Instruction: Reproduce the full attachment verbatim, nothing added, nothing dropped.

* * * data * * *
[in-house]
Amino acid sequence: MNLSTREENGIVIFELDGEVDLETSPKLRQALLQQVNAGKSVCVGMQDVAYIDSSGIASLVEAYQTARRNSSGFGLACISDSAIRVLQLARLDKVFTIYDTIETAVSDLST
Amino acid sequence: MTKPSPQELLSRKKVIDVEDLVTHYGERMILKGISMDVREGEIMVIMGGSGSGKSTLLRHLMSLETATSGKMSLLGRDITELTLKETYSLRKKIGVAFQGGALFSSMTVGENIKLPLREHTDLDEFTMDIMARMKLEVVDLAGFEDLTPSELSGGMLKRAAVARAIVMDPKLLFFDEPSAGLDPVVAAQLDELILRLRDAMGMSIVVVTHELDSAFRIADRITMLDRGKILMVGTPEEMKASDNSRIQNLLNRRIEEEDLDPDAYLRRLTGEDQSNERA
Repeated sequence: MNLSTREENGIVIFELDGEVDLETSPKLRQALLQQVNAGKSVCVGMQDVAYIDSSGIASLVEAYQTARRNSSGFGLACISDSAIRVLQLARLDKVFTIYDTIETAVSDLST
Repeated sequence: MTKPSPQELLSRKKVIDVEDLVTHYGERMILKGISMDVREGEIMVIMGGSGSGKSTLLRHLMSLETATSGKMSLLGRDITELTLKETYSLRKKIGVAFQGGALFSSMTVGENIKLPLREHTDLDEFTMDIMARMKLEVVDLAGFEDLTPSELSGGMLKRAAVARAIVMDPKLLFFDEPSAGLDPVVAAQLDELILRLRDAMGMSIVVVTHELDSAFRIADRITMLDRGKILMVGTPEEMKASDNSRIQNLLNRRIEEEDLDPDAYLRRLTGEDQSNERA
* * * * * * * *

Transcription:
[in-house]
Amino acid sequence: MNLSTREENGIVIFELDGEVDLETSPKLRQALLQQVNAGKSVCVGMQDVAYIDSSGIASLVEAYQTARRNSSGFGLACISDSAIRVLQLARLDKVFTIYDTIETAVSDLST
Amino acid sequence: MTKPSPQELLSRKKVIDVEDLVTHYGERMILKGISMDVREGEIMVIMGGSGSGKSTLLRHLMSLETATSGKMSLLGRDITELTLKETYSLRKKIGVAFQGGALFSSMTVGENIKLPLREHTDLDEFTMDIMARMKLEVVDLAGFEDLTPSELSGGMLKRAAVARAIVMDPKLLFFDEPSAGLDPVVAAQLDELILRLRDAMGMSIVVVTHELDSAFRIADRITMLDRGKILMVGTPEEMKASDNSRIQNLLNRRIEEEDLDPDAYLRRLTGEDQSNERA
Repeated sequence: MNLSTREENGIVIFELDGEVDLETSPKLRQALLQQVNAGKSVCVGMQDVAYIDSSGIASLVEAYQTARRNSSGFGLACISDSAIRVLQLARLDKVFTIYDTIETAVSDLST
Repeated sequence: MTKPSPQELLSRKKVIDVEDLVTHYGERMILKGISMDVREGEIMVIMGGSGSGKSTLLRHLMSLETATSGKMSLLGRDITELTLKETYSLRKKIGVAFQGGALFSSMTVGENIKLPLREHTDLDEFTMDIMARMKLEVVDLAGFEDLTPSELSGGMLKRAAVARAIVMDPKLLFFDEPSAGLDPVVAAQLDELILRLRDAMGMSIVVVTHELDSAFRIADRITMLDRGKILMVGTPEEMKASDNSRIQNLLNRRIEEEDLDPDAYLRRLTGEDQSNERA